People have accomplished similar feats. In 2004, Matthew Nagle, a Massachusetts man left paralyzed after a stabbing, was able to play the same game using a machine linked to his brain, although the device was very bulky and invasive.
Some companies have been working to turn medical equipment, such as electroencephalogram (EEG) scanners, into devices that can be used to play video games hands-free. These headsets typically place electrodes on the scalp to pick up brain signals and do not require expensive, risky surgery.
Cogitat, a start-up based out of Imperial College London, has developed games designed to rehabilitate stroke patients who are controlled only by their thoughts. The ‘games’ encourage users to think about gripping their hands to try to train their bodies to move again.
“Just by imagining yourself moving [your hand]you can begin the process of rewiring your brain after a stroke,” says Dr. Allan Ponniah, CEO of Cogitat.
Improving human memory
One of Musk’s more speculative – and entirely unproven – claims is that Neuralink could be used to improve human memory. In a 2020 video, Musk claimed: “You will be able to save and replay memories.”
He added: “Anything that is encoded in memory, you can upload it. You could actually save your memories as a backup.” Not all experts were impressed. Dr. Adam Rutherford, a genetics lecturer at UCL, called the claims “absolute god-level nonsense”.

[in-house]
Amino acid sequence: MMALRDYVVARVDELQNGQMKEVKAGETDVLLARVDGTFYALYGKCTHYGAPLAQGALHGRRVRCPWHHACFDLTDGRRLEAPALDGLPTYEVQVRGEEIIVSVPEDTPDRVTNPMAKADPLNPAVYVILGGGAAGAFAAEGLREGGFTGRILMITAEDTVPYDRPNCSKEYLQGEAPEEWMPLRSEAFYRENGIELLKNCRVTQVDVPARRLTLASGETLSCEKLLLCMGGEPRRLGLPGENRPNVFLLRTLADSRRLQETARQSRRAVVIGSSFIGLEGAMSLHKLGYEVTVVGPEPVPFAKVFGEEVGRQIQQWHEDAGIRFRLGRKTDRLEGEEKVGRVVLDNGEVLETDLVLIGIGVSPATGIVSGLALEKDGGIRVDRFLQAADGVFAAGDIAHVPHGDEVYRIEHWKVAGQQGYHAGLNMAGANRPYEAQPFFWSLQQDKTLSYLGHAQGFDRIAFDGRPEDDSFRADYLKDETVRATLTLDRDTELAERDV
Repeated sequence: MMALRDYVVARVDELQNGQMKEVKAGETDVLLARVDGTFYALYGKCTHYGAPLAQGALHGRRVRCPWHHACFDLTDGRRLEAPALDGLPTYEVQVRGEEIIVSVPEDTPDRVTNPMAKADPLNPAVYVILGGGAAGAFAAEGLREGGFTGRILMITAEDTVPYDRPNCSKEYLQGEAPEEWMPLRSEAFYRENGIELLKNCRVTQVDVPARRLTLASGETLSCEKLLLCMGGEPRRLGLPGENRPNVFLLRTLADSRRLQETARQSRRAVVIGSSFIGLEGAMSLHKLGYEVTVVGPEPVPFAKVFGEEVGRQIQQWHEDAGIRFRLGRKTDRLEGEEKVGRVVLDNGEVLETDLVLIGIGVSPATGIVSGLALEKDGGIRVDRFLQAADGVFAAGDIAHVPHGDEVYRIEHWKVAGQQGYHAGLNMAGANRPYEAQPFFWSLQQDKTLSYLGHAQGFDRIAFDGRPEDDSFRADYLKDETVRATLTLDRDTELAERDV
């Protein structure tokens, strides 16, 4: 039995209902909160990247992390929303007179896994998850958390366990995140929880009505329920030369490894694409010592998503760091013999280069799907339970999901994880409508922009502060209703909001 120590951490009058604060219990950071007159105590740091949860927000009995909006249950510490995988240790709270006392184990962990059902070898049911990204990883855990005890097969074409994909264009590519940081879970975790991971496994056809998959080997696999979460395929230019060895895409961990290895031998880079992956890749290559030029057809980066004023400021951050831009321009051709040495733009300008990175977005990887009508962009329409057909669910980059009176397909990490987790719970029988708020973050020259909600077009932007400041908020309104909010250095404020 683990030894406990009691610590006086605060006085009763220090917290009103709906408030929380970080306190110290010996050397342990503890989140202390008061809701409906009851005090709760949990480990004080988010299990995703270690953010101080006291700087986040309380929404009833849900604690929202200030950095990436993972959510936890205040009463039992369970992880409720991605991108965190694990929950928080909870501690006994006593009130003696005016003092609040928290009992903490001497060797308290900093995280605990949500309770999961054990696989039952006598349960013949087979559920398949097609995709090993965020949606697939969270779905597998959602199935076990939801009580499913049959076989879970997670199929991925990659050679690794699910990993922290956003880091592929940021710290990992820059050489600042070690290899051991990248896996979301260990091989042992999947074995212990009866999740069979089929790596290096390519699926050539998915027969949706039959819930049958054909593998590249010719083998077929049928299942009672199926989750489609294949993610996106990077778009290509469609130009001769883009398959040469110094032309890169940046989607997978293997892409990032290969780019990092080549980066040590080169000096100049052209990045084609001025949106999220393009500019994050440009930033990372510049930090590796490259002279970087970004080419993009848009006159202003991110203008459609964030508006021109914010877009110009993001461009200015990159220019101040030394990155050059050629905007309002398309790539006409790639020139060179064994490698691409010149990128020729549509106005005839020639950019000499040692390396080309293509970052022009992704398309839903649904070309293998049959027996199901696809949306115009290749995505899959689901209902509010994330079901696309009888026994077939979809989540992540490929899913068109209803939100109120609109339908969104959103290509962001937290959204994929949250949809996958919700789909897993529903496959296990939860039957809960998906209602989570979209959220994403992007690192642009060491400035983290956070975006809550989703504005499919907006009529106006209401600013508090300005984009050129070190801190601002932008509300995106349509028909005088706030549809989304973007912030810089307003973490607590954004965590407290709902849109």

The entrepreneur has also speculated that brain implants could allow people to communicate using only their thoughts. Speaking to podcaster Joe Rogan, he claimed that “you don’t have to talk”.
It’s not just Musk who is considering this possibility. An article published by ARIA, the British government’s Advanced Research and Invention Agency, posed the question: “Implanted cortical interfaces have enabled individuals with paralysis to use brain signals to generate words at a speed approaching that of normal speech.
“Could such systems enable entirely new communication modalities in healthy individuals in the future?”
Yet even Musk admitted that such progress could take a long time. When pressed on a timeline, Musk said, “It won’t sneak up on you… five to 10 years.”
Symbiosis with AI
Musk’s most bizarre claim about Neuralink is that connecting the human brain to computers and the internet will help prevent a potential AI apocalypse.
In 2019, the billionaire went so far as to claim that brain interfaces will enable a “merger with AI” so that humans can “achieve a symbiosis with artificial intelligence.”
He claims this will allow humans to increase their cognitive abilities to superhuman levels, similar to futuristic AI.
That’s a bit of a departure from its more palatable goal of helping people with severe disabilities — and not something that’s likely to be approved by regulators for a human trial.